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Various: Was Rabelais a Thelemite

To: alt.magick.tyagi,alt.magick,talk.religion.misc,talk.religion.misc
From: (nigris (333))
Subject: Re: Various: Was Rabelais a Thelemite
Date:  5 May 97 21:26:31 GMT


49970505 AA1  Hail Satan!  NULatix!  (Xposted to

[proceeding from private email responding to my Usenet post]

ata :
# You may find the following to be of interest:

I do!  I do!!  I append something I found which relates slightly!  thanks.

# In his important study of Rabelais ("Rabelais & His World"), Bakthin
# strongly argues that Rabelais cannot be understood without an
# understanding of the popular context of his writings. In fact, he says
# that without this contextual knowledge, an understanding of Rabelais is
# impossible. Both Crowley and Sir Walter Besant projects a modern
# world-view onto Rabelais, using the Theleme episode (which only
# constitutes a very small part of Gargantua & Pantagruel) as something
# far more significant to Rabelaisian imagery and philosophy than it is.
# "In reality, Theleme is characteristic neither of Rabelais' philosophy
# nor of his system of images, nor of his style. Though this episode does
# present a popular utopian element, it is fundamentally linked with the
# aristocratic movements of the Renaissance." (p.158)
# Most of the attempts - Crowley's included - to construct Rabelais as a
# predecessor in a religious and philosophical sense as far as thelema is
# concerned, is (probably) based on a misunderstanding of Rabelais, at
# least if one follows Bakthin's arguments. 
# Sir Walter Besant may have been read by Crowley. I haven't found the
# reference mentioned yet. Besant merits interest also because he wrote a
# biography on Rabelais, and was one of the founding members of 'The
# Rabelais Society'. This lasted for a few years, and counted quite few of
# Englands foremost artists and intellectuals among it's members. Besant
# was also one of the founders of the masonic research-lodge "Quator
# Coronati". Both are described briefly in his autobiography, published
# after his death in 1904.

	The voice of satire, like that of skepticism, was faint in the
	early part of the century, with the great exceptions of Nicolo
	Machiavelli (1469-1527) and Francois Rabelais (1494?-1553).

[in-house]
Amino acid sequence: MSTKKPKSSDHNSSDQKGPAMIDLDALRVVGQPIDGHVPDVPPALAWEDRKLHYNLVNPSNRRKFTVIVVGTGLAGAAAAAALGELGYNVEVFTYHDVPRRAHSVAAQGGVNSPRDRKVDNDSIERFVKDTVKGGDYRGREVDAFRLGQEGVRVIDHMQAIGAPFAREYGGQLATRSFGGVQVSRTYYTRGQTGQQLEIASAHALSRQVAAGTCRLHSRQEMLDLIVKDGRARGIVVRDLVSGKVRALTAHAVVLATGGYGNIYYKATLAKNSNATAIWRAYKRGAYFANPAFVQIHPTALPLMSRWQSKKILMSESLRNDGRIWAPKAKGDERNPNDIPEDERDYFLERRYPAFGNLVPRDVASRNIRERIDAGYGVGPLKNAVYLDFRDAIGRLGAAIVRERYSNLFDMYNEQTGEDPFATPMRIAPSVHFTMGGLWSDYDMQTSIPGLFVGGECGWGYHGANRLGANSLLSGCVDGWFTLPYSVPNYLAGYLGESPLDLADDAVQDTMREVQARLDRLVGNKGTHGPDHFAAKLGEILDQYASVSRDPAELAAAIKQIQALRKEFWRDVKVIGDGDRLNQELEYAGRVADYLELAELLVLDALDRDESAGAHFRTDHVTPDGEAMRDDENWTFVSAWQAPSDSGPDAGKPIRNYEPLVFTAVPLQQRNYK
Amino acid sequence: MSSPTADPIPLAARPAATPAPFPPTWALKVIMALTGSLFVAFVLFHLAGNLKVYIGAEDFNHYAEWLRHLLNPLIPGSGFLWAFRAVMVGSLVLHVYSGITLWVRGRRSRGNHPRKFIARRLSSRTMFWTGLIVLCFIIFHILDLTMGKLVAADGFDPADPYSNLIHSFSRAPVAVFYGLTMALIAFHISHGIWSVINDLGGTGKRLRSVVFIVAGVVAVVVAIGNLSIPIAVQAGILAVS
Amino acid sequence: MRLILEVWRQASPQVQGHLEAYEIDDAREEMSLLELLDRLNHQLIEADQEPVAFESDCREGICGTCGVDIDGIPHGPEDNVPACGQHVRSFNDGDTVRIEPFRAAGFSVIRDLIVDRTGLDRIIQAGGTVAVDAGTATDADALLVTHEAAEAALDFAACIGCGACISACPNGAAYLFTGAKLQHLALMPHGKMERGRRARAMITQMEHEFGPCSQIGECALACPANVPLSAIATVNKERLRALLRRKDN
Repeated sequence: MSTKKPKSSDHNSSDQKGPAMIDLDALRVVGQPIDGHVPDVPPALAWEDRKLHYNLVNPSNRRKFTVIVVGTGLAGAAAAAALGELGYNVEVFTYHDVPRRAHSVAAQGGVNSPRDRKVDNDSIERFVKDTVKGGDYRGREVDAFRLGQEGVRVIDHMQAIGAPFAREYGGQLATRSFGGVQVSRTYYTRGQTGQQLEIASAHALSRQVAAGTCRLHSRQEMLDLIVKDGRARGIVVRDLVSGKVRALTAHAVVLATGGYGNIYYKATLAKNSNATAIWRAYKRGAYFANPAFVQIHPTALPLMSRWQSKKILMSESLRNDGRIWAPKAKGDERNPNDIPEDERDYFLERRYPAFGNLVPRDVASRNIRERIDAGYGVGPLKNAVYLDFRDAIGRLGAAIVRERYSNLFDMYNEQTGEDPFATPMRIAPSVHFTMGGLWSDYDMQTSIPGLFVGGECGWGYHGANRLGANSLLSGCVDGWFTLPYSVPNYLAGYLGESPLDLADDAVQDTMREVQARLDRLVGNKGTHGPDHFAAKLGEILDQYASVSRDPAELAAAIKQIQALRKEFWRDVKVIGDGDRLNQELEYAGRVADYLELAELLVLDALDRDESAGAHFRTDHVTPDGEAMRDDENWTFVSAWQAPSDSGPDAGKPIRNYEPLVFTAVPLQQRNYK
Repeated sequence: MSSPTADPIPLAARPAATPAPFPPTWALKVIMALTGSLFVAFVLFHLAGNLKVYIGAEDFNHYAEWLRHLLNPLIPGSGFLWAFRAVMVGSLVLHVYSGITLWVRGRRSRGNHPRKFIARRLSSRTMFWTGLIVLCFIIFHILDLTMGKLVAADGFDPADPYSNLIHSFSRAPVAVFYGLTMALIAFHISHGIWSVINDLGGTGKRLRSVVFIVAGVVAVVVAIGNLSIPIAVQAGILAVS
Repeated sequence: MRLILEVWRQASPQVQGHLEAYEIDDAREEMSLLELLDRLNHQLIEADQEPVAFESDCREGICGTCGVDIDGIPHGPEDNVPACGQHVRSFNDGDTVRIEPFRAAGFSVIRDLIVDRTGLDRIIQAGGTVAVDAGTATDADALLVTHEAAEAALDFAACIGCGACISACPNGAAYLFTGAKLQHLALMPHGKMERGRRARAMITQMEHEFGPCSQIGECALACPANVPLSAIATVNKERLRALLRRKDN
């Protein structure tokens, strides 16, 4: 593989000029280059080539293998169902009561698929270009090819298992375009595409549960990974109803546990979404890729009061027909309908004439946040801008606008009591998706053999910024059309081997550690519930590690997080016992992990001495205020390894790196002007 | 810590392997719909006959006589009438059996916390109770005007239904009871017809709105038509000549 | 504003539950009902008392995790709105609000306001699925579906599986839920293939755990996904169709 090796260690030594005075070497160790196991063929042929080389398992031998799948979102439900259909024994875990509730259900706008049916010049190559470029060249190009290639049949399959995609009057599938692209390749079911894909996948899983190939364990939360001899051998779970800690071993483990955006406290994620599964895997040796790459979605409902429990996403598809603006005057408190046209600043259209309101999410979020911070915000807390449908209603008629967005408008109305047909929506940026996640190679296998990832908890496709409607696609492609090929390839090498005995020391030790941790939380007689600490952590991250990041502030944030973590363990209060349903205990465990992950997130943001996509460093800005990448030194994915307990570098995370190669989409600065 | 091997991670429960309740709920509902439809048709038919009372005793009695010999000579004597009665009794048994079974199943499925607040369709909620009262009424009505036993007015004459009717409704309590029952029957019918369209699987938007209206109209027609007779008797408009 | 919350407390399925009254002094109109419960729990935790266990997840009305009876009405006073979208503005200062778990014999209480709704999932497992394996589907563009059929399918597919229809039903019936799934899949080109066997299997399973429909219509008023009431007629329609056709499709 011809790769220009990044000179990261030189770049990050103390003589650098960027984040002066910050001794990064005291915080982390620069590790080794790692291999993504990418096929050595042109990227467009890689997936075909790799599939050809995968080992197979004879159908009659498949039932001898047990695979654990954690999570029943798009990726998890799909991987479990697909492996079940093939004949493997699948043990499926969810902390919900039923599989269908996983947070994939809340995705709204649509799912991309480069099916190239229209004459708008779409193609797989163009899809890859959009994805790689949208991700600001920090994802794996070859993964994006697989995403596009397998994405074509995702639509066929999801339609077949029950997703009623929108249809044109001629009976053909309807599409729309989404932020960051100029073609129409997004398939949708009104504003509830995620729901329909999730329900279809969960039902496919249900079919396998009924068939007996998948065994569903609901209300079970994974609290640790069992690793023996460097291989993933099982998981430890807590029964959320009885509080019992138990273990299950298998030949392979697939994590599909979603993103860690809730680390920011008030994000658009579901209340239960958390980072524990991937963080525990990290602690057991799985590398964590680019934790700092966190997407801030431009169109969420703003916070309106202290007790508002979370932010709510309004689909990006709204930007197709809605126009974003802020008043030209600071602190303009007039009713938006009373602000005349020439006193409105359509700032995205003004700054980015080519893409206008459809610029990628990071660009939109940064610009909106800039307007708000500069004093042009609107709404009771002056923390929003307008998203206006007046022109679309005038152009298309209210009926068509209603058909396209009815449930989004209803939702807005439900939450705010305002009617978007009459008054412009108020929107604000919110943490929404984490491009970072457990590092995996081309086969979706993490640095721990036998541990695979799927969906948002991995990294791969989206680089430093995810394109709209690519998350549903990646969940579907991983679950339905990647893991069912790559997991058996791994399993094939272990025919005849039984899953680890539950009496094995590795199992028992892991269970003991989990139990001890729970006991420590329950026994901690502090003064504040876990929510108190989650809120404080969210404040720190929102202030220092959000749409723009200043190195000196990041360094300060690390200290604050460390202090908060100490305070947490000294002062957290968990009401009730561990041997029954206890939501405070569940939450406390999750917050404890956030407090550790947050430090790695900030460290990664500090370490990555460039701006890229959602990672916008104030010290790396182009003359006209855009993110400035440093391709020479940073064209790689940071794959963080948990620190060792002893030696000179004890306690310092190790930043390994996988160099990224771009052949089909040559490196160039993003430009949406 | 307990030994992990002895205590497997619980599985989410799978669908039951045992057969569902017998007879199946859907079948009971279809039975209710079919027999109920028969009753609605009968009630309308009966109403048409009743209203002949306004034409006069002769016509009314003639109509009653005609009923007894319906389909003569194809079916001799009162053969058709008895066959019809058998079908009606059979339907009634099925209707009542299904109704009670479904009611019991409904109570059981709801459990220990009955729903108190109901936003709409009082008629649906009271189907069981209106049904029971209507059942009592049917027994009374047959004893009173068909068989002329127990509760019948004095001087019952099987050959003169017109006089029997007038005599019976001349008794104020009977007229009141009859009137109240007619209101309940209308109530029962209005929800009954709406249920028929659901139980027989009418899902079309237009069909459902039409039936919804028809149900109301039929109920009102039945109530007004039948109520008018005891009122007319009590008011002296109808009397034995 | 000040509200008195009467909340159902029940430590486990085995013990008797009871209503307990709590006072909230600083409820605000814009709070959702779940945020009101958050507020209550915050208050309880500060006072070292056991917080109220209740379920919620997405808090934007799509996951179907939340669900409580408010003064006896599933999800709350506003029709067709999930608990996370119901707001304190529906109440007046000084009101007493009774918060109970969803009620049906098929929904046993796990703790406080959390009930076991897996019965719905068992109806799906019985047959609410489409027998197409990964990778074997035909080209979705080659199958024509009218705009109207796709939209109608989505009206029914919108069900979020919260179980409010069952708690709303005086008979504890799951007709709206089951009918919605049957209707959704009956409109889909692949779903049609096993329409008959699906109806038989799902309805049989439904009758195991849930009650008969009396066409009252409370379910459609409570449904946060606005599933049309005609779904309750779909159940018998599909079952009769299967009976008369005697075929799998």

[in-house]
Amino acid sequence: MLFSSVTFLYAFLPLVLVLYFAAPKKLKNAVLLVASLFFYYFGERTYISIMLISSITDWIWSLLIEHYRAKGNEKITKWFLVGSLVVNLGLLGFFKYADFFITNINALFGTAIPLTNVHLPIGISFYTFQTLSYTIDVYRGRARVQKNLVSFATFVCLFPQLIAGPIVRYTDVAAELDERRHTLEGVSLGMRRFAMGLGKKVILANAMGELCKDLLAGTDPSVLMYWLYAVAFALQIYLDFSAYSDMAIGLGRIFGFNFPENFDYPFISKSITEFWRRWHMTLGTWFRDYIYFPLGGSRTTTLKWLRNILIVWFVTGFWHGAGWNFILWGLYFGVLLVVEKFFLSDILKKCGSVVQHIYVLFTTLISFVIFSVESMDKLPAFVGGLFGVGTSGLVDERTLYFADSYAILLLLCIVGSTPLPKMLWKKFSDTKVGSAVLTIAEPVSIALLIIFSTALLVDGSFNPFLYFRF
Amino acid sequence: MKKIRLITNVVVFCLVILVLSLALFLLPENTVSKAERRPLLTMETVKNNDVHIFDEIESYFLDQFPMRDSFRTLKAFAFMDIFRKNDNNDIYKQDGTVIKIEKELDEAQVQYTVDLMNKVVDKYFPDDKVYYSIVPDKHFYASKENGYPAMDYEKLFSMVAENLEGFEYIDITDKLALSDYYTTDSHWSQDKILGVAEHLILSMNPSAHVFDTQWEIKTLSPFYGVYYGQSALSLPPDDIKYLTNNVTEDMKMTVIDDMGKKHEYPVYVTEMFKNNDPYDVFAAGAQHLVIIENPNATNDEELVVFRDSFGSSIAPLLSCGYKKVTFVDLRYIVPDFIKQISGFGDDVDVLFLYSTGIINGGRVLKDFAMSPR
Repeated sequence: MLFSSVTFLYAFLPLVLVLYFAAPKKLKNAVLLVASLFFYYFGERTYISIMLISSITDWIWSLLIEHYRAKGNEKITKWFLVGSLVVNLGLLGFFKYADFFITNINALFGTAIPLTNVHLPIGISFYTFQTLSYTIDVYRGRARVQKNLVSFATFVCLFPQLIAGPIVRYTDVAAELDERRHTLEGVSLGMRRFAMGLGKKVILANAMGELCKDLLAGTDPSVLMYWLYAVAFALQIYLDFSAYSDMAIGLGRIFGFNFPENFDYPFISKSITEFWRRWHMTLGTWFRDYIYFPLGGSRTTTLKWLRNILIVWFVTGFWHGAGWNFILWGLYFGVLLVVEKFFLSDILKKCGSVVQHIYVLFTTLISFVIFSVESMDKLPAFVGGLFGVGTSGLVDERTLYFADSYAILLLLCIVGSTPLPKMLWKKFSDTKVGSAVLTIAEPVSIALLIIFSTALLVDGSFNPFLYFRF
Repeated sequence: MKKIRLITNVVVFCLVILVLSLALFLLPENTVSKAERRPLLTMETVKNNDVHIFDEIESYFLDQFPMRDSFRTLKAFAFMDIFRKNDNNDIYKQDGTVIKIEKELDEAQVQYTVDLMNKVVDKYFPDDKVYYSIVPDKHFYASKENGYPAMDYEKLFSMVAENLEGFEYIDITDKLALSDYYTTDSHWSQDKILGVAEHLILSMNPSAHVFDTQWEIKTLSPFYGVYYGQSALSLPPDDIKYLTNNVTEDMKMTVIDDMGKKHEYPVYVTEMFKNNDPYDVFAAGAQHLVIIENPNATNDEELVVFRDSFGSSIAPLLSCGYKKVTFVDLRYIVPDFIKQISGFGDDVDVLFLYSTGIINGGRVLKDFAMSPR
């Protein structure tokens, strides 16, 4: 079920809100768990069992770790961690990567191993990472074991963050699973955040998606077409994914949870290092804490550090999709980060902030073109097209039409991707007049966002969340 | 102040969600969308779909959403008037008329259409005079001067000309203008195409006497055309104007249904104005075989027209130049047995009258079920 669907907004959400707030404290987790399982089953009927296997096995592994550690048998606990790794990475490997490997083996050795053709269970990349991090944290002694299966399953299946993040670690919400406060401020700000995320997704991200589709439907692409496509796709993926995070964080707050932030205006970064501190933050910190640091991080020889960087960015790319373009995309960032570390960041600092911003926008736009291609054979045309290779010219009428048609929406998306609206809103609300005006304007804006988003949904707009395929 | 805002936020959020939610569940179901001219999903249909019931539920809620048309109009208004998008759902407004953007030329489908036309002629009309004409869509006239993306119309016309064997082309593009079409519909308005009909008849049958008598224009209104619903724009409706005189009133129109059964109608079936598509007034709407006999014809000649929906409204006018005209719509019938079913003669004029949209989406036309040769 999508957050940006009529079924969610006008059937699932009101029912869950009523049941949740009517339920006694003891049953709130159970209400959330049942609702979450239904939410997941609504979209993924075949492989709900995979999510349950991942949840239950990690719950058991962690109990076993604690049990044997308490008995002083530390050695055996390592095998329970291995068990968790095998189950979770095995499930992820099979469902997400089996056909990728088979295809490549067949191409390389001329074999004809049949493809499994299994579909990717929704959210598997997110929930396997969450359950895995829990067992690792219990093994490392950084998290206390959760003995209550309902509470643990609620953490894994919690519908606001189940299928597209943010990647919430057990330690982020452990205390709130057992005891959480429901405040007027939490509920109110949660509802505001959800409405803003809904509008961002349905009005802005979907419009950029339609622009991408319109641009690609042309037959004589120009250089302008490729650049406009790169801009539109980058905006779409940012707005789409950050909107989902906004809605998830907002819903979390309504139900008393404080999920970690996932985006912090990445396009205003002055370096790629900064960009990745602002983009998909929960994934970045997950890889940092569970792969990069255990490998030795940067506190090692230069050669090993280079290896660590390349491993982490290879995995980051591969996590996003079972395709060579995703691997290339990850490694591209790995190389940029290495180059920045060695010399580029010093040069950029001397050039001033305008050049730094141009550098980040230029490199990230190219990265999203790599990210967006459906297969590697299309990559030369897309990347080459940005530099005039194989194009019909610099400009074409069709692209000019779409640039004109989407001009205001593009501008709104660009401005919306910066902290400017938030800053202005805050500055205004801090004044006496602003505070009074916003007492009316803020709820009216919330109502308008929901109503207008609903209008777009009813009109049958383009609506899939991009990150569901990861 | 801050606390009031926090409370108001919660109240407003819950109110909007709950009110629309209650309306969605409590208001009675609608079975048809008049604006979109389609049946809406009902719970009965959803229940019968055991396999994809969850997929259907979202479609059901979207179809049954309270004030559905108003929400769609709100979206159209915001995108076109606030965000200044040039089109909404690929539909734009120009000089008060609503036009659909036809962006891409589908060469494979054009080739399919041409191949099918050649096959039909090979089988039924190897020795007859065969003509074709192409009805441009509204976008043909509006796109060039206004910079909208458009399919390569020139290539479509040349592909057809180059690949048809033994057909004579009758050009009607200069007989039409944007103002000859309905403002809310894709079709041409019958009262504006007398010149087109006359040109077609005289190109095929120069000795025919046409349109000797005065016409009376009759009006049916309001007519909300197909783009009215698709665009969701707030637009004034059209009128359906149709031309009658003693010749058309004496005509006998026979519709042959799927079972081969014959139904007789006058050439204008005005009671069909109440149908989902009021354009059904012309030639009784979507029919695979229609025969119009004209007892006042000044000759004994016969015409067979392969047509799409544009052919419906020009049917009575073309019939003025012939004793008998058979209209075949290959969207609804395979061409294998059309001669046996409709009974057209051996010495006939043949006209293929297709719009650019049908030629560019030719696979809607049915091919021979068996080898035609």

Rabelais' *Gargantua et Pantagruel* was the first major work
	to present demonic figures who are both sympathetic and even
	justified in their rebellion.  The giant Gargantua and his
	son Pantagruel (whose name is derived from Arnoul Greban's
	medieval mystery play) are comic, secularized demons.  The

	{NOTE: N. Machiavelli, "Belfagor," in A. Gilbert, ed.,
	       _Machiavelli: The Chief Works and Others_ (Durham,
	       N.C., 1965), pp. 869-877; F. Rabelais, _Les cinq
	       livres_, 2 vols. (Paris, 1552).  See E. M. Duval,
	       "Pantagruel's Genealogy and the Redemptive Design
	       of Rabelais' Pantagruel," _Publications of the
	       Modern Language Association_, 99 (1984), 162-178;
	       R. Griffin, "The Devil and Panurge," _Studi
	       francesi_, 47/48 (1972), 329-336; R. C. La Charite,
	       "Devildom and Rabelais' Pantagruel," _French Review_,
	       49 (1975), 42-50....}

	most interesting character is Panurge, whose name, "doer of
	all things," suggests the multifaceted personality of the
	Devil.  Like the traditional Devil, Panurge shifts his
	appearance, costume, voice, and manner to fit the situation.
	He had been a student at Toledo, a city known as a center
	of hermetic magic, and there he had worked with the "rector 
	of the faculty of diabology, the Reverend Father Picatris."

	{NOTE: This figure is derived from Picatrix, the name of a
	       historical author of a treatise on magic.  See
	       L. Thorndike, _A History of Magic and Experimental
	       Science_, 8 vols. (New York, 1923-1958), vol. 2,
	       pp. 813-821).}

	Panurge is the prototype of the worldly Mephistopheles in
	the Faust literature of the eighteenth and nineteenth
	centuries: tall, handsome, elegant, and of noble lineage,
	though the observant could discern his demonic origins
	in his pallor, his blemishes, and hsgreat ages of over
	three hundred years.
	_Mephistopheles: The Devil in the Modern World_, by
	  Jeffrey Burton Russell, Cornell University Press,
	  1986; pp. 57-8.

what does this say about Rabelais' context?  probably not much.
what can any of you say?  how does his context twist the meaning
of 'do as you please', for example?  if any care to review the
above-mentioned works on Rabelais, please reflect your experience
of them to us, would you?  as you can see I am off on more demonic
enterprises which only tangentally brush upon Rabelais and his like.
nigris (333) -- --

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